Ask an American about the iconic moments of World War II and most will likely think of the invasion of Normandy, which began on June 6, 1944. But as American troops and their allies landed on French shores, half a world away in the Pacific, U.S. forces were preparing for another momentous invasion, to recapture the island of Guam from the Japanese. Winning back the U.S. territory, which fell to the Japanese three years prior, would be brutal. What became known as the Second Battle of Guam claimed thousands of lives, both allied and Japanese. But the successful recapture of Guam would pave the way to other Pacific victories — including the Battle of Iwo Jima, site of that iconic flag-raising — and, ultimately, the end of the war in the Pacific in September 1945.

While many mainland Americans may have forgotten this slice of history, it’s a momentous piece of self-identity on the island of Guam. That’s one reason that 75th Liberation Day celebrations are going to be among the greatest ever held, said Guam’s Lieutenant Governor Josh Tenorio, in an interview with SkiftX.

“World War II is a big thing in our history,” Tenorio said, “yet there’s a lot of significant wartime history here that’s yet to be explored by U.S. travelers.”

The anniversary offers the chance for Guam to broaden its appeal, not just for those who appreciate military history but also for those who hadn’t previously considered visiting.

“Our Liberation Day marks a point in our history that shows how far we’ve come as a community and the strength of our local people,” said Pilar Laguaña, president and CEO of the Guam Visitors Bureau. “We want to share this iconic moment with our visitor markets, especially those in the U.S. mainland, to witness firsthand what 75 years of peace and friendship looks like in the Pacific.”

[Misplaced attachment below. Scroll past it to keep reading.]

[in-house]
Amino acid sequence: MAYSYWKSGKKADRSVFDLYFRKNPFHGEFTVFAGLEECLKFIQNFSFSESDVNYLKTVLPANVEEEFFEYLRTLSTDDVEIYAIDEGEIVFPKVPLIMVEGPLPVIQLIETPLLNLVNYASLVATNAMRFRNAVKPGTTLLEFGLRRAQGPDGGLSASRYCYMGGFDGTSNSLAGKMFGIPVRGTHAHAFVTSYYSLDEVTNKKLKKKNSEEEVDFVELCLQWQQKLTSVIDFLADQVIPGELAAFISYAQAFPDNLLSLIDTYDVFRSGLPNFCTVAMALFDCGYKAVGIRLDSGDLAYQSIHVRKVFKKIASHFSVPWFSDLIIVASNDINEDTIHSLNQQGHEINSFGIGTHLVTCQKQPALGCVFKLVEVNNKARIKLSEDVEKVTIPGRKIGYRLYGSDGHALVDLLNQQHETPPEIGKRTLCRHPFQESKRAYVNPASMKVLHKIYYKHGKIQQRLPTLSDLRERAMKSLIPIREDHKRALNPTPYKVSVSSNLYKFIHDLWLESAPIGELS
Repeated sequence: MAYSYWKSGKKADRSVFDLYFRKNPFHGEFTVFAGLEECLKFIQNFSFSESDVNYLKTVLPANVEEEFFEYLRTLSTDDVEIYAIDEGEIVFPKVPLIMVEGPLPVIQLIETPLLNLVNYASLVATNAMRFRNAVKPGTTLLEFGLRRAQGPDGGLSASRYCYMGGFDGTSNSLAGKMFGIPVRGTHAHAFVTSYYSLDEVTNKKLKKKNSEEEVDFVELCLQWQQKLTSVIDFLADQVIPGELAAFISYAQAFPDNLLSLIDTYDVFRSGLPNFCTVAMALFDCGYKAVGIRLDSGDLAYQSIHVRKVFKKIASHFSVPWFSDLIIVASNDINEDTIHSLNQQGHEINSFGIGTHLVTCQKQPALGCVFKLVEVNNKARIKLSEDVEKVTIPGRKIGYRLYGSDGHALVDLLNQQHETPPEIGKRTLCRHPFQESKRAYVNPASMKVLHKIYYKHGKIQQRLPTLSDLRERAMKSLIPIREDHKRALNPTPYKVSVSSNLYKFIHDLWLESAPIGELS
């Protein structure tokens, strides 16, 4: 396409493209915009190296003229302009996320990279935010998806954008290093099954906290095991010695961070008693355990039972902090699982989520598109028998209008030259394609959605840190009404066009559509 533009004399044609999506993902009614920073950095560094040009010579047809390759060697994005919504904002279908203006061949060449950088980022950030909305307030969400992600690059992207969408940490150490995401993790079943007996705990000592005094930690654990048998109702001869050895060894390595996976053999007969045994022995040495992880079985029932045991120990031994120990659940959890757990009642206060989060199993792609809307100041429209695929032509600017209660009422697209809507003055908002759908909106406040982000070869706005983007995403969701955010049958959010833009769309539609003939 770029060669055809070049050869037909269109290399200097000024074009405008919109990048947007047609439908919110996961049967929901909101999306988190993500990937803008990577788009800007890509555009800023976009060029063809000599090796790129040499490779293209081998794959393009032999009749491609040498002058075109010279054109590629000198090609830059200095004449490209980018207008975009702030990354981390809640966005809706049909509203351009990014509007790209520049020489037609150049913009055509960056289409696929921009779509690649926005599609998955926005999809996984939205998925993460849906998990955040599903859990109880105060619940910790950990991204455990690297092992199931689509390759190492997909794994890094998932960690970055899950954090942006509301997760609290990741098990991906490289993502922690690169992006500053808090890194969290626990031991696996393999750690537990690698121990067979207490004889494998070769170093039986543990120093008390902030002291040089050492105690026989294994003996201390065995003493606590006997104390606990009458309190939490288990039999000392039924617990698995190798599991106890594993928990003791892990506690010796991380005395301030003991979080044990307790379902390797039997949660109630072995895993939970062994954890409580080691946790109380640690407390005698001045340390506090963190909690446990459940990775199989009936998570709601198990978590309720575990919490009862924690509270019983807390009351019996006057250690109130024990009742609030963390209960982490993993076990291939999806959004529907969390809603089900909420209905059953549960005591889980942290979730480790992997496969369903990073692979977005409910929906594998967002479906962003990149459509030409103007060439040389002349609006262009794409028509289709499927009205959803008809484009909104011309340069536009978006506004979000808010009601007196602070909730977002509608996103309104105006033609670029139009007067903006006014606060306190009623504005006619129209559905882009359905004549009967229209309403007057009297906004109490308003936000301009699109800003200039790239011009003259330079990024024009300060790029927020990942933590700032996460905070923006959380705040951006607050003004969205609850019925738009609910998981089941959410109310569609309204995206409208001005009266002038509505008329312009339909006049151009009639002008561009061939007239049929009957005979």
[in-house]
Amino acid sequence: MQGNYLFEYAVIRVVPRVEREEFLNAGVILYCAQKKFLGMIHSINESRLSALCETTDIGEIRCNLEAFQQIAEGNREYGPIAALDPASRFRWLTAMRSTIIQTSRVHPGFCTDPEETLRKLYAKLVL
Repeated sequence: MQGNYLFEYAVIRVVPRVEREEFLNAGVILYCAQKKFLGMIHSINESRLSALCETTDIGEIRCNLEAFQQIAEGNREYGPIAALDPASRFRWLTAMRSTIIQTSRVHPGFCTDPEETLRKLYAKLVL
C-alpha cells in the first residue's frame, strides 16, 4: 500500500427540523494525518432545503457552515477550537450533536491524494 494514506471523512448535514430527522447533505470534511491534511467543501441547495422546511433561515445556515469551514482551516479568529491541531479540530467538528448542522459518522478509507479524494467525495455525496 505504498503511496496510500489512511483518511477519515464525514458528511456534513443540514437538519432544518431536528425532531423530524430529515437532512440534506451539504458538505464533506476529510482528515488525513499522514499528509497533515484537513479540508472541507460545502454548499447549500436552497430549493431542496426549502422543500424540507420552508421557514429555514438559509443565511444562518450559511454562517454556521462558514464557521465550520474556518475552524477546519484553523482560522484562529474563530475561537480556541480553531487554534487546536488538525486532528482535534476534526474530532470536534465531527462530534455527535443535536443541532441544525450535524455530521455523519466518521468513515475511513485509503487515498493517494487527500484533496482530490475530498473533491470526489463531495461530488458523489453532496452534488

Highlighting Guam’s Unique Attributes
Located less than four hours by air from Seoul, the U.S. territory of Guam has a long history of attracting visitors from Japan, South Korea, and Taiwan, for mostly affordable package holidays. But as the world shrinks and the growing Chinese middle class begins traveling by the hundreds of millions, Guam is now looking to expand its brand awareness on the global tourism marketplace. (In the effort, they’ve had some help from an unlikely source: President Donald Trump has provided a significant boost for the island destination, as SkiftX has reported.)

But while geography works to Guam’s advantage in enticing leisure visitors from the APAC neighborhood, tourism insiders on the island said in a series of interviews that they’ll need to step up their game to get longer-haul guests to consider the island.

“It’s important for us not to become a statistic destination for one particular market,” said David Tydingco, the managing director of the Valley of the Latte Adventure Park. “We need to be an international destination for all markets. The ability to travel to Guam will, hopefully over time, get easier, and so the barriers to visit will fall.”

Marketing of this summer’s significant 75th Liberation Day celebrations has been one way to broaden the profile of Guam, said Laguaña. Meanwhile, other efforts have targeted a variety of niche segments and traveler psychographics, she said. Among the groups her agency is engaging are LGBTQ travelers; meeting planners and the broader Meetings, Incentive, Convention, and Events sector; military history aficionados; and scuba divers.